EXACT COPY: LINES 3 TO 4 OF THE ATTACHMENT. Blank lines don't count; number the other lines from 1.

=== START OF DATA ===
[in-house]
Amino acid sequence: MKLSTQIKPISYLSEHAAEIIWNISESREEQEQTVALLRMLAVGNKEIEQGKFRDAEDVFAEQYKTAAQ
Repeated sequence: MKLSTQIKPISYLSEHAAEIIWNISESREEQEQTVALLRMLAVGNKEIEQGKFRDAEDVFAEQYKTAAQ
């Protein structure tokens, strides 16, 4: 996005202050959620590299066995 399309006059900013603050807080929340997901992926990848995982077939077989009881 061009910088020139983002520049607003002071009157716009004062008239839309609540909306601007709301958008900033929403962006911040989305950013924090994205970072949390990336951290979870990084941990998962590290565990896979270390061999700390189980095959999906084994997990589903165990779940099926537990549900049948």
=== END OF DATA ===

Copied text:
Repeated sequence: MKLSTQIKPISYLSEHAAEIIWNISESREEQEQTVALLRMLAVGNKEIEQGKFRDAEDVFAEQYKTAAQ
């Protein structure tokens, strides 16, 4: 996005202050959620590299066995 399309006059900013603050807080929340997901992926990848995982077939077989009881 061009910088020139983002520049607003002071009157716009004062008239839309609540909306601007709301958008900033929403962006911040989305950013924090994205970072949390990336951290979870990084941990998962590290565990896979270390061999700390189980095959999906084994997990589903165990779940099926537990549900049948």